The violent culture we foster is of our own doing.  “Lord, have mercy” is right.

We have to start to admit some hard truths.  We have been taking this “right to bear arms” too seriously.  Nevermind that whole “well-regulated militia” piece.  We act as if guns are going to solve our problems when Jesus calls us to a life of non-violence.  The hard truth is that unfettered access to automatic weapons makes no sense.  There are other hard truths.  The list could go on.  But….

The hard truth is that when we treat this terrorist’s gun arsenal as a right but the medical treatment for his 500+ victims as a privilege we have fallen into sin.  And it is the sin of idolatry.  It is that pesky Commandment Number 1 again.  We have decided that God is not as important in our lives as other things.  We have decided we can play God.  Or we have decided that Money is our god.  As long as we treat medical care as a commodity we will continue to have the same problems.  You put GREED at the center of the narrative.  When you turn Healthcare into a money-making endeavor of course it doesn’t want to cover sick people.  Idolatry is all over in our culture.

And (more troubling) we have been trained as Americans not to see that as SIN.  We warp our minds into thinking it is about liberty or freedom when it really has to do with IDOLATRY.

So taking away the guns isn’t going to fix it.  But neither is embracing our own sin.

Instead we should be begging for God’s forgiveness, for we have made a mockery out of loving one another.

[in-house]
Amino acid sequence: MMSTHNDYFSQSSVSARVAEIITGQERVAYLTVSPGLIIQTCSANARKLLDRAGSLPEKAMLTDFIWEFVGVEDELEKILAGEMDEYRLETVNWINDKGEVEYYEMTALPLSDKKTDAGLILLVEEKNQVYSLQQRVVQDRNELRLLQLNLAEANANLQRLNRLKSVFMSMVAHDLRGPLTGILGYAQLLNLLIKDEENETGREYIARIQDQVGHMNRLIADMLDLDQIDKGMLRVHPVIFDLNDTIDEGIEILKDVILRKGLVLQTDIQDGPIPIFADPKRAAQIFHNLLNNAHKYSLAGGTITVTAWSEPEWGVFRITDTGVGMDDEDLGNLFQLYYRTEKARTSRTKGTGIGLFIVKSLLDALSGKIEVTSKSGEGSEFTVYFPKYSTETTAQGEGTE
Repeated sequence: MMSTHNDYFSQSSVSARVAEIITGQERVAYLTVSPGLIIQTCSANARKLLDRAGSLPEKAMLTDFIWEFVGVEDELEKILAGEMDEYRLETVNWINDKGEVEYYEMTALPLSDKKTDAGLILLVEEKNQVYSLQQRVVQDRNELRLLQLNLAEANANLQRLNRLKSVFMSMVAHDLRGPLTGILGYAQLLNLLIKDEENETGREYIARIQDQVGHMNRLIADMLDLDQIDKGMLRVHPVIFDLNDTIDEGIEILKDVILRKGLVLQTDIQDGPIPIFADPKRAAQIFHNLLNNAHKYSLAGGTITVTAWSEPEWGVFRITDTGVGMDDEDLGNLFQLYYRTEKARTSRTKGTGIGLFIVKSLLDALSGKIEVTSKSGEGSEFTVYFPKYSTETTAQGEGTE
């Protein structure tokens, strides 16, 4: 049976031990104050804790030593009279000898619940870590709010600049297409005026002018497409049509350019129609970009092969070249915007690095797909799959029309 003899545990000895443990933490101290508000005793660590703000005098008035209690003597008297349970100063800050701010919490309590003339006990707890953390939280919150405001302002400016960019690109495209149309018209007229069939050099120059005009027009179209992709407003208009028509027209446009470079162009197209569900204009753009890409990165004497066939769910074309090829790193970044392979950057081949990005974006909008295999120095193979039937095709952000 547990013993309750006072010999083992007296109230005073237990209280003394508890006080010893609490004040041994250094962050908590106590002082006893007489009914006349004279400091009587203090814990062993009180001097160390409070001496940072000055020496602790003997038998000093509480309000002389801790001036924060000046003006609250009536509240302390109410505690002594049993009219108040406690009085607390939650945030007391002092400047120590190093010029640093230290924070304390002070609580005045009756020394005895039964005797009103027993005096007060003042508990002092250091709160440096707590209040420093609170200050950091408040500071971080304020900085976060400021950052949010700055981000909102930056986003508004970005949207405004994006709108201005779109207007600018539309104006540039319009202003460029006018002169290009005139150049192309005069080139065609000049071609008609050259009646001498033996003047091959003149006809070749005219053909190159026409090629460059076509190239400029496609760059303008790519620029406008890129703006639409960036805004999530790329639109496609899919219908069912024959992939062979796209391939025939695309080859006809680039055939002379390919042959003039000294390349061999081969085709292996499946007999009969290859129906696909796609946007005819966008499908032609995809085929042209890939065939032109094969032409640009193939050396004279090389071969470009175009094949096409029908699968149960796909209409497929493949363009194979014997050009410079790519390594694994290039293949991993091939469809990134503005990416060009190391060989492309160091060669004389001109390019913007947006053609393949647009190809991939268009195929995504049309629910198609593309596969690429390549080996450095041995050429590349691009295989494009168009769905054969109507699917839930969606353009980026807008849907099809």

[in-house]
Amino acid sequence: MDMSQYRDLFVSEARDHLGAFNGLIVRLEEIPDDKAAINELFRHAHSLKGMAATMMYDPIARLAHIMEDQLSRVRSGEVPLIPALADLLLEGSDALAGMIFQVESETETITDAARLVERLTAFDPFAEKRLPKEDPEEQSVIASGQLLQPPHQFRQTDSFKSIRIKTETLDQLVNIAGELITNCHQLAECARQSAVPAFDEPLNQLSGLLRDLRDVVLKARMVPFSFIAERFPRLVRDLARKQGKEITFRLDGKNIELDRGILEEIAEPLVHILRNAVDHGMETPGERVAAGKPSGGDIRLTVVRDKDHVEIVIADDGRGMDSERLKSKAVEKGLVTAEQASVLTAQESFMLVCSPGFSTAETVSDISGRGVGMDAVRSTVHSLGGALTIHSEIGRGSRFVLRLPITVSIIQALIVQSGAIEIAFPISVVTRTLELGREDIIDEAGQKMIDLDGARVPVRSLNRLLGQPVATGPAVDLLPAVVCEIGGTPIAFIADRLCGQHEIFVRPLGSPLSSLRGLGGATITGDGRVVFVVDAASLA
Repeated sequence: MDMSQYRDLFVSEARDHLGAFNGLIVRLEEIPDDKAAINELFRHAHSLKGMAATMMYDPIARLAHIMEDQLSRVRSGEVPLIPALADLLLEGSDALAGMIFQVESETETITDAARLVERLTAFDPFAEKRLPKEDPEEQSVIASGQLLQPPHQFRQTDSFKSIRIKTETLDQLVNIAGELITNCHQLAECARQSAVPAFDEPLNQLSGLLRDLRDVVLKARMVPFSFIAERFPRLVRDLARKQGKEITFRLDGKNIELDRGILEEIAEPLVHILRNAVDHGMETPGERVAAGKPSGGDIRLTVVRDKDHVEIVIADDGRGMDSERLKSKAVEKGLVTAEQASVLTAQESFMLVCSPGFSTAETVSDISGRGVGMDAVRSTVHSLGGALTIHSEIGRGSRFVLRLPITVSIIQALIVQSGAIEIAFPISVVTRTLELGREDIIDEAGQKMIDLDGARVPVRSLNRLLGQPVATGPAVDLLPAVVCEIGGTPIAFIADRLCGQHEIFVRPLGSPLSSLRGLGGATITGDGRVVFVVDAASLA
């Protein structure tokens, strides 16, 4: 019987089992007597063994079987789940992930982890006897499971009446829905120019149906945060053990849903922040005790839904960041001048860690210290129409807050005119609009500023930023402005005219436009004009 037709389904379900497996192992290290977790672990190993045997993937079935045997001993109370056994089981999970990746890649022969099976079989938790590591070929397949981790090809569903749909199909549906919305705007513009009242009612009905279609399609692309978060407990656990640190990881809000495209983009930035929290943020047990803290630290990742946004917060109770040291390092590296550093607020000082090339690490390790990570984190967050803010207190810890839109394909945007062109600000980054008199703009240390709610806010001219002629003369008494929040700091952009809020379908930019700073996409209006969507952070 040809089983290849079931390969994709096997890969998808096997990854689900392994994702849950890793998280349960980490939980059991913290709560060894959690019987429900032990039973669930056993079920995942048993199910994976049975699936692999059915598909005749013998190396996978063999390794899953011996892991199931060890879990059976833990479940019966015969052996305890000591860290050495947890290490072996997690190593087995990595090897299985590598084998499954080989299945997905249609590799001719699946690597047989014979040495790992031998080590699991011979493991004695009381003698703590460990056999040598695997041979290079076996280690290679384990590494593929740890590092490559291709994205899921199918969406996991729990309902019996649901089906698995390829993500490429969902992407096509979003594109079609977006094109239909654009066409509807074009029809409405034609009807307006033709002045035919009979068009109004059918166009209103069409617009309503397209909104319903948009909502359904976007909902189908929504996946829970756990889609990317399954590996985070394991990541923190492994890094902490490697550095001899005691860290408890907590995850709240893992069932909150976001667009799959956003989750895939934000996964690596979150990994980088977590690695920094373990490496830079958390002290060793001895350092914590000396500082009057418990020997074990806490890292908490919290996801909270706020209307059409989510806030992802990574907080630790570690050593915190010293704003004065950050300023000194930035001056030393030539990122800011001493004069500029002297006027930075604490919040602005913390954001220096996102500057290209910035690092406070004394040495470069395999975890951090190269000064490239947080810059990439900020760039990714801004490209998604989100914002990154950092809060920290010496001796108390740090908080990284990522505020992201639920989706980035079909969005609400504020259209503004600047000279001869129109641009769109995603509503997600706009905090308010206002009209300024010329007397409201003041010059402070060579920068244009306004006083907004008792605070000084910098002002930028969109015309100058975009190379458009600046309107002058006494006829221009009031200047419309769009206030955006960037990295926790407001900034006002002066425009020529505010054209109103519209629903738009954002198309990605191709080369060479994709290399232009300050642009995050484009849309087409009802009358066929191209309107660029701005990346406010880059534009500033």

Here we are again….Christianity needs to be on its knees.

-Matt

 

Do Not Worry

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2 Kings 17:24-411 Cor. 7:25-31Matt. 6:25-34

“Do not worry about your life, what you will eat or what you will drink, or about your body, what you will wear.  Is not life more than food, and the body more than clothing?”  So Jesus reminds us in our gospel lesson today.

What a troubling lesson to have as the humanitarian crises around the world exacerbate.  From Puerto Rico to St. Thomas to Florida to Houston, the need seems overwhelming.  It almost sounds crass for these words to come to us today.  The people of Puerto Rico better focus on what they will eat or drink, because people are dying!! So what is going on?  What is Jesus saying?

Jesus came and preached a gospel of action.  He wasn’t asking us to sit around and not do anything about it – but warning against the “worry” aspect of it.  Worrying often does little good.  Action, on the other hand, does.

His call today is as much ACTION to the rest of us as it is “Do not worry” to those in the midst of crisis.  If we are truly a Christian community we will find ourselves invigorated with action so no one needs to be caught up in worrying about basic human needs like food, shelter, clean water, adequate health care.

I hope that instead of worrying today about the people of Puerto Rico or those in the crosshairs of chaos in Las Vegas, instead we engage in ACTION.  This may mean action for those in need in our midst.  Or it may mean getting globally engaged and fighting hunger, poverty, terrorism on a grander scale.

I am tired of watching our elected officials detach from the needs of others and look out for only their well-being.  I am tired of the fiscal irresponsibility especially of our state legislator.  So unless they shape up and start responding to the needs around them, I am going to use my voice, my money, and my votes to throw them out of office.   We need a little more action around here and a little less hand-wringing.

-Matt